Just like creatures in the animal kingdom, exoplanets could have species too. That's how the two distinct branches of exoplanets were termed in a new study on so-called Kepler planets.
A report from Big Island Now took a look at the study led by California Institute of Technology researchers, who discovered that the planets spotted from the W.M. Keck Observatory in Hawaii and NASA's Kepler mission can mostly be divided into two branches — one "species" including rocky, Earth-like planets and so-called "super-Earths," and the other including gaseous, Neptune-like planets orbiting distant stars.
As Big Island Now explained, Kepler planets are the ones spotted during NASA's Kepler Mission, which launched in 2009 with the goal of finding Earth-like planets. There have been over 2,300 exoplanets confirmed over the past eight years through this mission. That's more than 60 percent of the 3,500 or so exoplanets discovered since the first such planet was discovered in the mid 1990s, and with the revelation that these planets have "species," the researchers believe they may be on to something.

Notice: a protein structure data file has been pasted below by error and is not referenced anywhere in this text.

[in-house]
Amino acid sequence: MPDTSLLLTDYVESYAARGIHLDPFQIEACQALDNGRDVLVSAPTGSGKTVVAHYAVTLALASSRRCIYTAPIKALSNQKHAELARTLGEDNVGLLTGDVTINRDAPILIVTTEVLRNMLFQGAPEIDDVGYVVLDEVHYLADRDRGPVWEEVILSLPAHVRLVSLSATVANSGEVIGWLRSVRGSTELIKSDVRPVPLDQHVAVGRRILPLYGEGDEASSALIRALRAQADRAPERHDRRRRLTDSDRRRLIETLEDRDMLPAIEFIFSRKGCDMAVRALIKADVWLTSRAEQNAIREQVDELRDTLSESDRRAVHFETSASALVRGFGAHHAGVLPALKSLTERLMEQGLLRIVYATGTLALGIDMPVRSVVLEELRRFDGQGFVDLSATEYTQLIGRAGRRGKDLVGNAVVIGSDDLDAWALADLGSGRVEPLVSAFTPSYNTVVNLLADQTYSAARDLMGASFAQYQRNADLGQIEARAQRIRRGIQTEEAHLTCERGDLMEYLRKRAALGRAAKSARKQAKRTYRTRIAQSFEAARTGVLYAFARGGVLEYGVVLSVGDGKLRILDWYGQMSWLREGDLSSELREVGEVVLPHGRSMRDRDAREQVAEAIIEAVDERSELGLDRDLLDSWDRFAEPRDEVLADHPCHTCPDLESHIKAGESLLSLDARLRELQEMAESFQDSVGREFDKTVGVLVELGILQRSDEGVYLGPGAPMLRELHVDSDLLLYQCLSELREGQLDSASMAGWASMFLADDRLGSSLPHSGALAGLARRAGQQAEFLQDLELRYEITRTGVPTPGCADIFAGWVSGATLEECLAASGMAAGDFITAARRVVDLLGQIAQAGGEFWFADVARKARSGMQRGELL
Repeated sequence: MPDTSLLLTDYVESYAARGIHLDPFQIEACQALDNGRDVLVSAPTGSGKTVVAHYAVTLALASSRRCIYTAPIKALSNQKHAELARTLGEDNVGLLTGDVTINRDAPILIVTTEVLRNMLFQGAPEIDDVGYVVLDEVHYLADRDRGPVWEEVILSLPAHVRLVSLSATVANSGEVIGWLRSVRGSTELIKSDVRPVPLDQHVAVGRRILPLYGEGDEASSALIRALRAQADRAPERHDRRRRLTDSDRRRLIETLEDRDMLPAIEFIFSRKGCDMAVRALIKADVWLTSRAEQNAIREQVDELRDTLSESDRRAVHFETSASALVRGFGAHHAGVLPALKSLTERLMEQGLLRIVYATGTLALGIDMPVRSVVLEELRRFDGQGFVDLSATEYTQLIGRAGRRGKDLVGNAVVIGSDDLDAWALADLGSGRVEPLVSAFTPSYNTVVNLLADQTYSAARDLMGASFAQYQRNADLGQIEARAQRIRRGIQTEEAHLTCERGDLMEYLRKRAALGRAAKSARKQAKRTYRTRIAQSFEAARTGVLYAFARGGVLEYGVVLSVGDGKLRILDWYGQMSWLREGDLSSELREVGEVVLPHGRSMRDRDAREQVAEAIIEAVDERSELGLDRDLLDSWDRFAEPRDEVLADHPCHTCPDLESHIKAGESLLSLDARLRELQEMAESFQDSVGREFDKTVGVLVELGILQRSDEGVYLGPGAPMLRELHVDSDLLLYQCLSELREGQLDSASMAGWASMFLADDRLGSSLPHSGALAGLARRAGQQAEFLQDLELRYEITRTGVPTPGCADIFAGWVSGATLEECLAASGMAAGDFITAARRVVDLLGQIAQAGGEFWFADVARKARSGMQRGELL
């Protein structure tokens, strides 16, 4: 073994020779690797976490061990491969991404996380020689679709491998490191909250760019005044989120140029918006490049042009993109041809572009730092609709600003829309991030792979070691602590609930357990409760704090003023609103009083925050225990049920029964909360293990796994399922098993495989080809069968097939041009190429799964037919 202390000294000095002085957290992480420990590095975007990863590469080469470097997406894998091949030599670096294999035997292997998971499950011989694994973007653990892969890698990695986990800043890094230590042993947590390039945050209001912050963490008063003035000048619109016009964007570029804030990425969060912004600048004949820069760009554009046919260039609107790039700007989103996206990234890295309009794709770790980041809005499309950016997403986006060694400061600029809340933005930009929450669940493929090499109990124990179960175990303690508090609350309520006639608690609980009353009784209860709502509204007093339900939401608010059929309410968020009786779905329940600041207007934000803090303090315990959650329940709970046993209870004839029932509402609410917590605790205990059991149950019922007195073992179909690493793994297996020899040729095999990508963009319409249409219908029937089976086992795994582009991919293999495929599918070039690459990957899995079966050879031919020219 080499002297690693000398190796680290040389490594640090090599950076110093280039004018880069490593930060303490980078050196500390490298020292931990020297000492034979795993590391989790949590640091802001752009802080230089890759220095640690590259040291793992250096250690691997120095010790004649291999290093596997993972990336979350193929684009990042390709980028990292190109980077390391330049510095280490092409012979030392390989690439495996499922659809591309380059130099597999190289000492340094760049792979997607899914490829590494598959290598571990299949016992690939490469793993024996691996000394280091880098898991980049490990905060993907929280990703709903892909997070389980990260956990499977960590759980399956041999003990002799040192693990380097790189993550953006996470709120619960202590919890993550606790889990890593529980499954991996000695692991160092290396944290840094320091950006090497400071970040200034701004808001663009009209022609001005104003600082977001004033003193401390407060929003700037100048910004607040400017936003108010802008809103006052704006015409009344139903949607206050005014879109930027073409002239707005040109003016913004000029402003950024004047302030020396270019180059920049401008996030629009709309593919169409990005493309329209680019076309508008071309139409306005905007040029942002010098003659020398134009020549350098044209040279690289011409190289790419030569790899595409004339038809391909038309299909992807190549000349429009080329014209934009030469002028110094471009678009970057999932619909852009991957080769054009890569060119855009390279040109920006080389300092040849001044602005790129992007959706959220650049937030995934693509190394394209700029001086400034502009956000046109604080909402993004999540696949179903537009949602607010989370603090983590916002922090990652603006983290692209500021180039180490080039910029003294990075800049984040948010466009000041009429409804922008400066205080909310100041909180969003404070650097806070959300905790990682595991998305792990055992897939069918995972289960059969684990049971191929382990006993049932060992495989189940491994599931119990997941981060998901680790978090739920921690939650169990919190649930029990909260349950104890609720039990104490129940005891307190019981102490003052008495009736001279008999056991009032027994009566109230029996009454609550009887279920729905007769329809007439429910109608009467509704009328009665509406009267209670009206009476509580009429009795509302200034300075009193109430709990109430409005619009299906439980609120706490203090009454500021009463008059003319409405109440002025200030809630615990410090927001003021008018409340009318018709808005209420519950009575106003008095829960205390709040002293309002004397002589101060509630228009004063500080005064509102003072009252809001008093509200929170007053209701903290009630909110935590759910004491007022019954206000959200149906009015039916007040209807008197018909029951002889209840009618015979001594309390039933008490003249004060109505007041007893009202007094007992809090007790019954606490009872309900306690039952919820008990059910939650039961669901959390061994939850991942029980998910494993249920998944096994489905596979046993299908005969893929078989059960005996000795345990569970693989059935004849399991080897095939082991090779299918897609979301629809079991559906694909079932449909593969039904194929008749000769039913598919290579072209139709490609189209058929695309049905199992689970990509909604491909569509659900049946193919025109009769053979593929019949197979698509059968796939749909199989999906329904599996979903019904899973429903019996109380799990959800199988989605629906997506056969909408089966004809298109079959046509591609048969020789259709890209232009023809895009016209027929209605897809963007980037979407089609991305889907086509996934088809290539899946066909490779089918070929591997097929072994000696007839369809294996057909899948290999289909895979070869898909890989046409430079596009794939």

"Astronomers like to put things in buckets," said lead author Benjamin Fulton in a statement.
"In this case, we have found two very distinct buckets for the majority of the Kepler planets."